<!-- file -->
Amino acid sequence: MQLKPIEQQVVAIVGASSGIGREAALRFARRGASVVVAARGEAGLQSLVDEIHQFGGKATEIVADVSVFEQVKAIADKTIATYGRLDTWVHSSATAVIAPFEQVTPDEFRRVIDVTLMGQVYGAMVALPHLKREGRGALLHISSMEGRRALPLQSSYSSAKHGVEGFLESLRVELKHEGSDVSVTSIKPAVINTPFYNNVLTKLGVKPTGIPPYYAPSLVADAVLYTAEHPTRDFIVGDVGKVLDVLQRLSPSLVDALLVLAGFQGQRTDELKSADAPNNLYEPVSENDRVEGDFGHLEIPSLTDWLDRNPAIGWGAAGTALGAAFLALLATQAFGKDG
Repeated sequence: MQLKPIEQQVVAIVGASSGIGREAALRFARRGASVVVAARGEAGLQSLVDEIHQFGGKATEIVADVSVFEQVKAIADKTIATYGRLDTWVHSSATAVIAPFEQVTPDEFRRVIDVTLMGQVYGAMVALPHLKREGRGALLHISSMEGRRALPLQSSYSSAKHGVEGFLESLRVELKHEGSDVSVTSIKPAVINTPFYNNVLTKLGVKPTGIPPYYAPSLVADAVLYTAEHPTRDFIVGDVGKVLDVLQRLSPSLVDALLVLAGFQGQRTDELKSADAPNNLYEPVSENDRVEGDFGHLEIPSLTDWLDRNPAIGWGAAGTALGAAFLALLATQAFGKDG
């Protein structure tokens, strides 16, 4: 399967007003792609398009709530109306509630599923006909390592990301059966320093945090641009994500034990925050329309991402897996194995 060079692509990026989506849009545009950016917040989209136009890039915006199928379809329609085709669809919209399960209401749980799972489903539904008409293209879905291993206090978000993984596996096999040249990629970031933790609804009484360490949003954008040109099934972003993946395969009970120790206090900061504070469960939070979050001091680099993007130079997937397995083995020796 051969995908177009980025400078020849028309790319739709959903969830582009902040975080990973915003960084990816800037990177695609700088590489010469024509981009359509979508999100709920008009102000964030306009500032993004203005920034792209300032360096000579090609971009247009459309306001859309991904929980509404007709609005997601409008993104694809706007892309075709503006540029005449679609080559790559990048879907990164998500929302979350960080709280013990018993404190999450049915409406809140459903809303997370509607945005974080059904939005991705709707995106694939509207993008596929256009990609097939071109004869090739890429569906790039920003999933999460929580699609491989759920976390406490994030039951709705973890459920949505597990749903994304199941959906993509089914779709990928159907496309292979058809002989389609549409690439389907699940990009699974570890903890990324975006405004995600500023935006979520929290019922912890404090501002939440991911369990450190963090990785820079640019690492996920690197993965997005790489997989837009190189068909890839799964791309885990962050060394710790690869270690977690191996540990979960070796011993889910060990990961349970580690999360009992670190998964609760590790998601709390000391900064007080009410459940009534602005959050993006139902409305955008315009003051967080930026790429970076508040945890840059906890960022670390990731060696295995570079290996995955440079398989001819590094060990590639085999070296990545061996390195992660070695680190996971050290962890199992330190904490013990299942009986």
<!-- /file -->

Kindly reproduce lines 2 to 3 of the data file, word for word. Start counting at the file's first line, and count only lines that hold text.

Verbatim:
Repeated sequence: MQLKPIEQQVVAIVGASSGIGREAALRFARRGASVVVAARGEAGLQSLVDEIHQFGGKATEIVADVSVFEQVKAIADKTIATYGRLDTWVHSSATAVIAPFEQVTPDEFRRVIDVTLMGQVYGAMVALPHLKREGRGALLHISSMEGRRALPLQSSYSSAKHGVEGFLESLRVELKHEGSDVSVTSIKPAVINTPFYNNVLTKLGVKPTGIPPYYAPSLVADAVLYTAEHPTRDFIVGDVGKVLDVLQRLSPSLVDALLVLAGFQGQRTDELKSADAPNNLYEPVSENDRVEGDFGHLEIPSLTDWLDRNPAIGWGAAGTALGAAFLALLATQAFGKDG
């Protein structure tokens, strides 16, 4: 399967007003792609398009709530109306509630599923006909390592990301059966320093945090641009994500034990925050329309991402897996194995 060079692509990026989506849009545009950016917040989209136009890039915006199928379809329609085709669809919209399960209401749980799972489903539904008409293209879905291993206090978000993984596996096999040249990629970031933790609804009484360490949003954008040109099934972003993946395969009970120790206090900061504070469960939070979050001091680099993007130079997937397995083995020796 051969995908177009980025400078020849028309790319739709959903969830582009902040975080990973915003960084990816800037990177695609700088590489010469024509981009359509979508999100709920008009102000964030306009500032993004203005920034792209300032360096000579090609971009247009459309306001859309991904929980509404007709609005997601409008993104694809706007892309075709503006540029005449679609080559790559990048879907990164998500929302979350960080709280013990018993404190999450049915409406809140459903809303997370509607945005974080059904939005991705709707995106694939509207993008596929256009990609097939071109004869090739890429569906790039920003999933999460929580699609491989759920976390406490994030039951709705973890459920949505597990749903994304199941959906993509089914779709990928159907496309292979058809002989389609549409690439389907699940990009699974570890903890990324975006405004995600500023935006979520929290019922912890404090501002939440991911369990450190963090990785820079640019690492996920690197993965997005790489997989837009190189068909890839799964791309885990962050060394710790690869270690977690191996540990979960070796011993889910060990990961349970580690999360009992670190998964609760590790998601709390000391900064007080009410459940009534602005959050993006139902409305955008315009003051967080930026790429970076508040945890840059906890960022670390990731060696295995570079290996995955440079398989001819590094060990590639085999070296990545061996390195992660070695680190996971050290962890199992330190904490013990299942009986």